Another deadly strike 'on UN school' in Gaza

تم نشره في Sun 3 August / Aug 2014. 12:21 PM
  • Israel has vowed to continue its Gaza operations until security is restored

At least 10 people have been killed in a strike on a UN-run school housing Palestinians displaced by the Gaza conflict, medics say.

Thousands of Palestinians were believed to be sheltering in the facility in Rafah in the southern Gaza Strip.

The Israeli military has not commented but has been carrying out renewed strikes in Gaza.

Gaza health officials say 30 people have died on Sunday, while militants continue to fire rockets into Israel.

The latest exchanges came after Israel's military said that an officer it feared had been captured had now been confirmed dead. Hadar Goldin went missing on Friday near Rafah.

Confirmation of 2nd Lt Goldin's death means 66 Israelis have now died in the fighting, all but two of them soldiers. A Thai worker in Israel also died.

The latest official figures from Gaza's health ministry say that 1,740 Palestinians have been killed and 9,080 injured since the conflict began more than three weeks ago.

The UN warned that a "health disaster of widespread proportions" is unfolding in Gaza, with medical services facing collapse.

Forces redeployed

The Israeli shelling of the Jabaliya UN shelter last week, which killed 16 people, drew widespread international condemnation.

In the latest attack, eyewitnesses said a missile struck near the entrance to the school.

At least 30 people were also injured, Palestinian officials said.

On Sunday, Israel said its forces were withdrawing from some areas of Gaza to a "temporary security strip" to reassess operations.

Reports said the military was close to completing its main aim of destroying tunnels used by militants to infiltrate Israel.

Israel Defense Forces spokesman Lt Col Peter Lerner told Agence France-Presse: "We are redeploying within the Gaza Strip and taking out other different positions... so it won't be the same type of ground operation... It's changing gear but it's still ongoing."

However, Prime Minister Benjamin Netanyahu has warned Israel will continue its offensive.

"Hamas again mistakenly believes that the people of Israel do not have the will and determination to fight them and Hamas again will learn the hard way that Israel will do whatever it must do to protect its people," he said.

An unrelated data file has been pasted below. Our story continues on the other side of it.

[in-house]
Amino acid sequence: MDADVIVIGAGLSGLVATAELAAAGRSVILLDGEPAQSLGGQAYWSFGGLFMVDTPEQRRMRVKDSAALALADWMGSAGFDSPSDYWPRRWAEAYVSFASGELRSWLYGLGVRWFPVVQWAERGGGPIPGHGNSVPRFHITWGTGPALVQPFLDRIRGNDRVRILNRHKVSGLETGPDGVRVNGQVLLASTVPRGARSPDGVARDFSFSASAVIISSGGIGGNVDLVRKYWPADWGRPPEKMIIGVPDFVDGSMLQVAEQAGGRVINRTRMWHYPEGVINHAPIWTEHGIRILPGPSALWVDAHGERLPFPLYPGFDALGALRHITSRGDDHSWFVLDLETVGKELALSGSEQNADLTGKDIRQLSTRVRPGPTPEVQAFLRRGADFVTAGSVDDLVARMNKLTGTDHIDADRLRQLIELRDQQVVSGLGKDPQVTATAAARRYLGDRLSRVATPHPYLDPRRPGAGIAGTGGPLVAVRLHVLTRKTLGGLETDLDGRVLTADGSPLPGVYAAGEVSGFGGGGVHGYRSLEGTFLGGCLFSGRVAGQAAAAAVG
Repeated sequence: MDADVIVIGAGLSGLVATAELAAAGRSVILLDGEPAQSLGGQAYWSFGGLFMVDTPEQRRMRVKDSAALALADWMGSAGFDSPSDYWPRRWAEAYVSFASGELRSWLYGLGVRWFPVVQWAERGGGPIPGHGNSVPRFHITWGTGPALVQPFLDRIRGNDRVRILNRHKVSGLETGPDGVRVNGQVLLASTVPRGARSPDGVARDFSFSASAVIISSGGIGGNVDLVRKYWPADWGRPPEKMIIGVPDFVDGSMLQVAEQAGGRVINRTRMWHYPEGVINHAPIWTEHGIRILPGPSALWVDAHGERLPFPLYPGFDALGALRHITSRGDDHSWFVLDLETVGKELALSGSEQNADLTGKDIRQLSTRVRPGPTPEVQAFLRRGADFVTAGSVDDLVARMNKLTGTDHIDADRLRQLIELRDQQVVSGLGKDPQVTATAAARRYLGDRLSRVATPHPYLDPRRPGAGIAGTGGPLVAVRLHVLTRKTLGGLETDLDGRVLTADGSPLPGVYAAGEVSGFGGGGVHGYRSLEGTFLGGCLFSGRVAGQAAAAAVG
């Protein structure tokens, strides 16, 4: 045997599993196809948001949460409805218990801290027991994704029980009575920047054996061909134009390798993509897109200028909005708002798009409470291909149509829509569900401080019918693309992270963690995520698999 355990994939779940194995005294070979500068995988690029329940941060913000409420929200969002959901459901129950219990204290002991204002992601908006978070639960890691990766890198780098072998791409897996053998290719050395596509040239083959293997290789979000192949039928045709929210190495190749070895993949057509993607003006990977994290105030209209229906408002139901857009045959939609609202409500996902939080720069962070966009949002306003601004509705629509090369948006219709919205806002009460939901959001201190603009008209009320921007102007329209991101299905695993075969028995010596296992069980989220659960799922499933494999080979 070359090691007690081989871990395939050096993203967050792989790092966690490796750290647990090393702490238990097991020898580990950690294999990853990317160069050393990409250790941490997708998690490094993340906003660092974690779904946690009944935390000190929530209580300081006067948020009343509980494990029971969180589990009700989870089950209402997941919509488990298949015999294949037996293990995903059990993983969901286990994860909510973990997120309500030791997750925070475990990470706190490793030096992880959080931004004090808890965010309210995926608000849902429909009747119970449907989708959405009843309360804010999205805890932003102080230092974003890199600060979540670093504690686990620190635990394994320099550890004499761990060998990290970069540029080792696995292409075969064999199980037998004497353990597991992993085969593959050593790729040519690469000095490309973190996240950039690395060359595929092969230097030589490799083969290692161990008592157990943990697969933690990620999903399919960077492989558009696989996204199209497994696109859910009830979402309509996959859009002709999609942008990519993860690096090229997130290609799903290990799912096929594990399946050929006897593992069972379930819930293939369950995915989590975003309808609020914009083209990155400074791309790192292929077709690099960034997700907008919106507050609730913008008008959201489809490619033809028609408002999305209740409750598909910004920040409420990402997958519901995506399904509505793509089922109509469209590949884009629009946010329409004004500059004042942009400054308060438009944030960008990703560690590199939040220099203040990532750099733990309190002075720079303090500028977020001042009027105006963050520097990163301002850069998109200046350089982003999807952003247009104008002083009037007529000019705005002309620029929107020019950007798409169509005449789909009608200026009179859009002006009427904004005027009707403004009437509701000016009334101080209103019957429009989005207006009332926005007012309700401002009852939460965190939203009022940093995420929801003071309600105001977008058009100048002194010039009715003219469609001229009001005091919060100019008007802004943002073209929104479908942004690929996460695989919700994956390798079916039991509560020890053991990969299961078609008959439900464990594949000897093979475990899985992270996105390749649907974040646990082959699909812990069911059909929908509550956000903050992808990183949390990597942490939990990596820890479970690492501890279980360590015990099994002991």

Hamas spokesman Fawzi Barhoum dismissed Mr Netanyahu's comments as "confused" and said the group would "continue to resist until we achieve our goals".

A delegation from Hamas, which controls Gaza, and Islamic Jihad arrived in Cairo on Sunday for talks with Egyptian and US officials over a possible truce.

Hamas is demanding the removal of Israeli troops and the ending of an economic blockade.

However, Israel has said it will not attend the talks.

Israeli Justice Minister Tzipi Livni told the Ynet website: "You want to talk about lifting the blockade? Not with us, and not now."


Chris Gunness, from the United Nations Relief and Works Agency (Unrwa), told the BBC that a "health disaster of widespread proportions is rapidly unfolding in Gaza, with medical services on the verge of collapse".

He said: "Critical supplies of medicines and disposables are almost depleted and the damage and destruction of power supplies has left hospitals dependent on unreliable generators."

Mr Gunness warned that there was a serious risk of an outbreak of waterborne and communicable diseases because of a lack of adequate water and poor sanitation.

Separately overnight, Israel said DNA evidence confirmed that Lt Goldin had died.

Israel's defence minister and the chief military rabbi met the soldier's family at their home in the town of Kfar Saba on Saturday night.

Hundreds of well-wishers had gathered outside their home and there was an outpouring of grief when the military's announcement was made public.

The funeral is expected to take place in Kfar Saba on Sunday afternoon. (BBC)